SANTIAGO TO BANGKOK: TRADE, TOURISM AND EDUCATION

Issue : October/November2017
 

 

Chile’s ambassador to Thailand talks up healthy and strengthening bilateral relations and great potential for pan-Pacific growth

 

It is not the new Chilean Ambassador to Thailand’s first posting in Asia; Christian Rehren Bargetto has previously worked as a diplomat in Japan and Malaysia, as well as in embassies around the world from Ecuador to Romania. But four months into his new gig heading up bilateral relations between Santiago and Bangkok, this is proving to be one of the seasoned envoy’s greatest opportunities to make an impact.

 

Chile and Thailand have only had official ties for 55 years – young in terms of international diplomacy – but that relationship is stronger than it has ever been. Thanks to a free trade agreement signed last year and cooperation within the Association of Southeast Asian Nations (ASEAN), Thailand is an increasingly influential market for Chile and vice versa, despite being situated on opposite sides of the Pacific, in opposite hemispheres.

Thailand is the number one tourist destination for Chileans, and in the first six months of 2017 Thailand was among the top 10 importers to Chile, ranking behind usual suspects such as China, the US and Japan. There is great potential for economic growth and even stronger ties between Thailand and Chile.

Ambassador Rehren has made it his mission to increase trade and spur more interest in and knowledge about his narrowly shaped South American country with its fascinating, diverse topography that includes the iconic Andes mountains, its thriving arts and literature scene and appealing food exports such as wine, seafood, nuts and various fruits.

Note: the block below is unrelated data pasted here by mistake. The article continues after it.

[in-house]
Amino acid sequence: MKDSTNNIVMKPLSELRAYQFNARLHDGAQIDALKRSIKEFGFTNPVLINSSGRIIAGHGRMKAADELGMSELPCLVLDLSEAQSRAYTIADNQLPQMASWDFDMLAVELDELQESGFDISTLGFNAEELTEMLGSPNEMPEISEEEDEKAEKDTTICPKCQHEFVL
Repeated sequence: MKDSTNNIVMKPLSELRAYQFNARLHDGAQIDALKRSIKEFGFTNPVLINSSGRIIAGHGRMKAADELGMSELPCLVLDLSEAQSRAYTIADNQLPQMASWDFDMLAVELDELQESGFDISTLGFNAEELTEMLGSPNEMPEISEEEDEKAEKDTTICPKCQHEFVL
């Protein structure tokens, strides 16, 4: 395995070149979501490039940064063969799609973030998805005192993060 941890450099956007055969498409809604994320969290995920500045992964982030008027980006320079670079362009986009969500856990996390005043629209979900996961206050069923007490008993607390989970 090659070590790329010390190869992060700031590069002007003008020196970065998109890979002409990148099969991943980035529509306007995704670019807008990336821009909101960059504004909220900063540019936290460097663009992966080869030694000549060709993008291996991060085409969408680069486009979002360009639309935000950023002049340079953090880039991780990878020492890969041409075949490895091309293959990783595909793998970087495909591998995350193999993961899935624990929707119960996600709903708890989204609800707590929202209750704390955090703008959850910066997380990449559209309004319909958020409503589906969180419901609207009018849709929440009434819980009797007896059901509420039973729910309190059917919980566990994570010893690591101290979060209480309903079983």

Elite+ sat down with Ambassador Rehren to discuss the Thai-Chilean relationship and his plans for improving areas such as bilateral trade, tourism and education

 

How have your first few months been?

I’m very pleased, settling in very quickly. I took advantage of May, June and July, months that everyone is busy in other things, so it has been very interesting and challenging. I’ve been meeting lots of officials, academics, private sector individuals and so on. I said to myself in the first 90 days I should try to have an advanced picture of what I will be engaged with.

 

You asked to be assigned here. Why?

There is no one sole reason, but personal and working reasons, let’s say. Asia-Pacific and Southeast Asia have become increasingly relevant to Chilean foreign policy. In recent years, Thailand has been making good numbers in terms of trade, investment and tourism, and bilateral links in general.

 

Tell us about the Thai-Chilean relationship.

Thailand and Chile have a young but very successful relationship. Chile is the only Latin American country that has a free trade agreement with Thailand. We are entering into our third year and this has helped a lot to catalyse good and healthy relations. This free trade agreement went into force in November 2015 with zero tariffs for more than 90% of all products, with a tariff elimination schedule that will be concluded on January 1, 2023. It’s just the beginning. Our US$1 billion in bilateral trade is not bad, but we could double, triple it easily in a few years. Thailand is our main trade partner in Southeast Asia. It’s not just nice words, it’s a huge reality. The free trade agreement will allow us to jump into a very high level of bilateral relations.

For Chile, Thailand is also the main tourist destination in Southeast Asia. Chile has a diverse landscape of snow, lakes, rivers, mountains, but nothing with a tropical climate, something totally different which we haven’t experienced before. Over 21,000 Chileans came to Thailand last year, according to official Thai migration data, and it’s mostly young people. For a country of 70 million, that’s not bad, and it will be increasing certainly because we have a good connection. There are more resources on the Chilean side and young people who are looking ahead. So in spite of us being far away, I think we have an ongoing day-to-day strong relationship that should be built in the mid-term in a very good way.